March 9, 2004 -- CropChoice news: Alex Kirby, BBC News: After
five years of consultations and tests, UK ministers
announced the fateful decision to allow GM crops to
be grown commercially in Britain.
The agreement will allow the commercial growing of
one variety of GM maize in England.
The announcement has triggered vehement protest from
anti-GM campaigners, and relief from the biotechnology
But legal challenges and unanswered scientific questions
mean crops are unlikely to be planted before 2005.
Agreement by all
The logical next step is that the variety concerned,
Chardon LL, will be placed on the UK Seed List (the
national list of varieties).
Chardon LL is a type of fodder maize and it appeared
to outperform conventional maize in the evaluations
by allowing more wildlife to survive, although the result
But before any variety can be placed on the list, the
devolved authorities in Scotland and Wales must agree
with the UK government in Westminster that this should
Neither is yet certain to give their agreement: the
Welsh Assembly voted unanimously in 2000 to keep Wales
The Soil Association, which has fought GM crops from
the beginning, said it was fearful that if something
went wrong, perhaps in 10 to 15 years, it would be "impossible
Former environment minister Michael Meacher said the
crops were "the wrong decision" because the
science did not support it, the public was against it
and it was driven by commercial interests rather than
public interest for caution.
"There has been very little environmental testing,
nothing about soil residue, nothing about gene flow
from cross-pollination, nothing about the development
of super weeds...and above all, there has been virtually
no health testing of the impact of eating GM food on
human beings," he told BBC Radio 4's Today program.
Bob Fiddaman, spokesman for Scimac, a grouping of industry
organizations that support GM crops, said the technology
did not carry risk.
"Never has a form of technology been so tested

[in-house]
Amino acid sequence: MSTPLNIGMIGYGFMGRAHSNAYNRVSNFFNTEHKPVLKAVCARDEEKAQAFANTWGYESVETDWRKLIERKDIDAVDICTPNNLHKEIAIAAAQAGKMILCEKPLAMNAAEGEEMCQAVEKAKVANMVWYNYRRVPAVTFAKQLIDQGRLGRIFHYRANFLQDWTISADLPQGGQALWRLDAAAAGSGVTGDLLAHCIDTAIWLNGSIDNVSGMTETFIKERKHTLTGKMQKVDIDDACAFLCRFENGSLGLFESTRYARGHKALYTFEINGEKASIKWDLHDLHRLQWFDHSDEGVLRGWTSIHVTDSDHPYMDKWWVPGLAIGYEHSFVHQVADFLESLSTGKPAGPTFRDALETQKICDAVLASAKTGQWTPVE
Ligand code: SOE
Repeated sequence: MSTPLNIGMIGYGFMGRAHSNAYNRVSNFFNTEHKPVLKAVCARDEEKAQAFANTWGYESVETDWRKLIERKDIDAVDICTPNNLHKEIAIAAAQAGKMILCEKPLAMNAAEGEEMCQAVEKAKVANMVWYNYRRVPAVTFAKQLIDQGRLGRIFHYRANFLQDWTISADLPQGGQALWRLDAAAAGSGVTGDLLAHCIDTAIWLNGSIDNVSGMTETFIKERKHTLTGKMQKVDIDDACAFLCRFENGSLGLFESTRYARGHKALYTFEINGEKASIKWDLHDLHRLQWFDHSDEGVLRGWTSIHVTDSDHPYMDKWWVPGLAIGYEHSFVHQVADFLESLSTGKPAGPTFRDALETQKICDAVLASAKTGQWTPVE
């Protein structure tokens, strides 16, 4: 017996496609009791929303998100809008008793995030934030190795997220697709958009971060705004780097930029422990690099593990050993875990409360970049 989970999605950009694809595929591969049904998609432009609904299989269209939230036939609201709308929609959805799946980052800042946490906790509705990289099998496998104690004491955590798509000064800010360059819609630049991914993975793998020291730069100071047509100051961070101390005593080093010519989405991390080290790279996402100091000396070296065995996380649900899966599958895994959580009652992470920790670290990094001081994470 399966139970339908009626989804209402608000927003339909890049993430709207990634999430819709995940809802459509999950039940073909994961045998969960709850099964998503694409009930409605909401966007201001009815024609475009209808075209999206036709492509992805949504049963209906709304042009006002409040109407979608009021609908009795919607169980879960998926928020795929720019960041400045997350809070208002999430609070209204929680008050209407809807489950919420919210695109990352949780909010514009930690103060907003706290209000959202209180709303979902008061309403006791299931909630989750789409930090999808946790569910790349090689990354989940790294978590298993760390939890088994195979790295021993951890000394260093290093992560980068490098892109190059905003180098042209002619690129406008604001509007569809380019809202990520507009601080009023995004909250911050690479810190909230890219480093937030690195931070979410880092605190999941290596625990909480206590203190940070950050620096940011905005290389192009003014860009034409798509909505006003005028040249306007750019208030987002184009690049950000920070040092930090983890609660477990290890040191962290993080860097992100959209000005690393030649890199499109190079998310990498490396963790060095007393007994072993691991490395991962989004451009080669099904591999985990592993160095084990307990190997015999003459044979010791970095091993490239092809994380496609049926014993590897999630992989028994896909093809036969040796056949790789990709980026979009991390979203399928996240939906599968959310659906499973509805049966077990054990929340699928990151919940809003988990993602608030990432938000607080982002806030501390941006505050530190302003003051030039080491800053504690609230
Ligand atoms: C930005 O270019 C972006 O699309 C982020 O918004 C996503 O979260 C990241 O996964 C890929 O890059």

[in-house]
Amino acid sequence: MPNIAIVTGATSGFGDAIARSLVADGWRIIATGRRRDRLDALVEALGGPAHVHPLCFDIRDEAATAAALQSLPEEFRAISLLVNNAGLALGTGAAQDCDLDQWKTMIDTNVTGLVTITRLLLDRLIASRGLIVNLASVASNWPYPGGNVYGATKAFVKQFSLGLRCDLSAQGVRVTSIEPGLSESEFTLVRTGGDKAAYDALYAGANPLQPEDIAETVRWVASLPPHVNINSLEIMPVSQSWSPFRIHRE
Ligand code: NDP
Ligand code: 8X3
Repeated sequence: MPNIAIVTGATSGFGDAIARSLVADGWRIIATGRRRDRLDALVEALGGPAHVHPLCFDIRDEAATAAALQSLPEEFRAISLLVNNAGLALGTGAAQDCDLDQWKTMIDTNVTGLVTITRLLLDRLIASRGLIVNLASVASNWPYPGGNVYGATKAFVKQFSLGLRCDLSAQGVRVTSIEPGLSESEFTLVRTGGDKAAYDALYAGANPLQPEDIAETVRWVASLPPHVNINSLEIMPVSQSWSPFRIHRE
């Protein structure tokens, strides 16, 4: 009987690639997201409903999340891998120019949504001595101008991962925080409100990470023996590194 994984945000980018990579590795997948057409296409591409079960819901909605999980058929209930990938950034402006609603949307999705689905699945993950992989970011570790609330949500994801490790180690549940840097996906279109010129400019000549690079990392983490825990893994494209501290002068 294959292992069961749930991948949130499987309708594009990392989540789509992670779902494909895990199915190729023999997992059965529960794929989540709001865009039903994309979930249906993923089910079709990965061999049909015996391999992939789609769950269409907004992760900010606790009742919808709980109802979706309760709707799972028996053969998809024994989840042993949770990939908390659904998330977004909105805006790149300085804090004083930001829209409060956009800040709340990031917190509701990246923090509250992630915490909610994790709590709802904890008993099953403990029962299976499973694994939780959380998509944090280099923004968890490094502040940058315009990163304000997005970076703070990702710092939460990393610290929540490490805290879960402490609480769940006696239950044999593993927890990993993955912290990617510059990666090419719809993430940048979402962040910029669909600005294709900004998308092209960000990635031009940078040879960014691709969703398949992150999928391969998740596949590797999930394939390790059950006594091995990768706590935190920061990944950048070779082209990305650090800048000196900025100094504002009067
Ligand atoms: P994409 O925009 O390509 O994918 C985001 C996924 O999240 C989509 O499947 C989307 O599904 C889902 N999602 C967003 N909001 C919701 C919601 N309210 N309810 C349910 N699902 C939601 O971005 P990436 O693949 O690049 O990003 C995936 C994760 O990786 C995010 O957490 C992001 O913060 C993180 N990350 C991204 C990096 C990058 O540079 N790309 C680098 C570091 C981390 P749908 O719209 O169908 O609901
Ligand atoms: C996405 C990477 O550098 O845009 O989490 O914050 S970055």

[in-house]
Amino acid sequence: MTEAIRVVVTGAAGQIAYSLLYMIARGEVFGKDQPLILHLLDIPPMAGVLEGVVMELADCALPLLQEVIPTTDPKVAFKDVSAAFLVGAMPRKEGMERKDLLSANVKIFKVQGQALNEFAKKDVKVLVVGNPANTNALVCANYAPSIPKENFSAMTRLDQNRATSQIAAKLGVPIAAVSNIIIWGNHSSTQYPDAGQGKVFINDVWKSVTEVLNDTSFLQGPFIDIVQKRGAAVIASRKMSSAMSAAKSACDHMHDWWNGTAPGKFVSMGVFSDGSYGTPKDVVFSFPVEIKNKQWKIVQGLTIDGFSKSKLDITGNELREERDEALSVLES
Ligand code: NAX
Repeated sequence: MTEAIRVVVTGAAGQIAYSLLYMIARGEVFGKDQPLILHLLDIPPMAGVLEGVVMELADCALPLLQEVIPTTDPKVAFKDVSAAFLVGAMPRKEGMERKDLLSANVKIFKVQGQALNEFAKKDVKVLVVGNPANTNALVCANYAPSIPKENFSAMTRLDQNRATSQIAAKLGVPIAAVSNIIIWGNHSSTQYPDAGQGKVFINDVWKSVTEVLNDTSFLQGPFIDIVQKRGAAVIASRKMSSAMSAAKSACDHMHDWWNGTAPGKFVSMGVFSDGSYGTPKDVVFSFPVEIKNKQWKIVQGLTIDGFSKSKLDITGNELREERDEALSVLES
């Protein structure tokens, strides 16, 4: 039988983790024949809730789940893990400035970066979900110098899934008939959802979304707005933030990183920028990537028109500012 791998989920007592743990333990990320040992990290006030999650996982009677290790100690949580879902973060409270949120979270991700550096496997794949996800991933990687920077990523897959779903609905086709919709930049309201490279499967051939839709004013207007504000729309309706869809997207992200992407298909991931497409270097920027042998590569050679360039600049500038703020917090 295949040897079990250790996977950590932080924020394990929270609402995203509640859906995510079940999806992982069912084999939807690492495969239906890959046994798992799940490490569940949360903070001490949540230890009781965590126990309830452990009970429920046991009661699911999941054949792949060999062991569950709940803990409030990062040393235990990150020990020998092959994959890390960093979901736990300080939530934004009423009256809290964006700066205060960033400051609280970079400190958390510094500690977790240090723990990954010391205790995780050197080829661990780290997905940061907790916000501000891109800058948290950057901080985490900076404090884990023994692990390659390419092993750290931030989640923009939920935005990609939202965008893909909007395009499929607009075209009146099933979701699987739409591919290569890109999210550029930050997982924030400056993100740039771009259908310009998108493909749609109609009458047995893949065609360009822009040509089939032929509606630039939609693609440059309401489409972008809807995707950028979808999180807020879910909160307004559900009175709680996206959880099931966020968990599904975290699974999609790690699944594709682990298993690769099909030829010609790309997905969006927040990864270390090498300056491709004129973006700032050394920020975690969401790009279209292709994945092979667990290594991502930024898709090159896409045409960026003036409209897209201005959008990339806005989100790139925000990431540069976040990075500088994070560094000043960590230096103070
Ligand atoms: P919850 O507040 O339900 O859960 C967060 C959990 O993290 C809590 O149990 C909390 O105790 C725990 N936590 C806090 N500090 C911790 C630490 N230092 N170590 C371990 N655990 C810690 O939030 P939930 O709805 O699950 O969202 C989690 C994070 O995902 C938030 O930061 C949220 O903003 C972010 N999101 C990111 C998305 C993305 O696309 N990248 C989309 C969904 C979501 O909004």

and checked by scientists before it has been allowed
to be fully developed," he told Today.
"There is nothing wrong per se with genetic technology
because you're only moving genes within species."
As well as seeking agreement from Scotland and Wales,
the government will also need to seek the approval of
the Pesticides Safety Directorate for the chemical -
glufosinate ammonium, marketed as Liberty - to be sprayed
on the GM maize.
It may well say commercial crops must be grown in the
same way as the trial GM maize used in the evaluations.
Two key contentious areas are co-existence (whether
GM crops can be planted close to conventional or organic
ones without contaminating them) and liability - who
pays if something goes wrong.
Ministers want the industry to accept responsibility,
but the biotechnology companies are strongly opposed
to the idea.
The probable result will be a government consultation
stretching out over the spring and summer.
One possibility would see the announcement by the government
of voluntary GM-free zones, though the technology's
opponents say they would be unacceptable because they
would be unenforceable.
If Scotland and Wales do agree to support a decision
to let the maize be grown, that will not necessarily
be the end of the government's problems.
It will have to advertise its intention to place Chardon
LL on the seed list, and at this point it will be open
to objectors to appeal against the decision. That could
mean a hearing before a tribunal which could last for
Pete Riley, of Friends of the Earth, told BBC News
Online: "We would certainly appeal. This is a spring-sown
crop, and the earliest possible date the maize could
be planted is in early 2005."
None of this addresses the serious concerns many people
feel about the farm-sized tests themselves.
Three days ago the House of Commons Environmental Audit
Committee said approving GM commercialization on the
basis of the evaluations would be "irresponsible".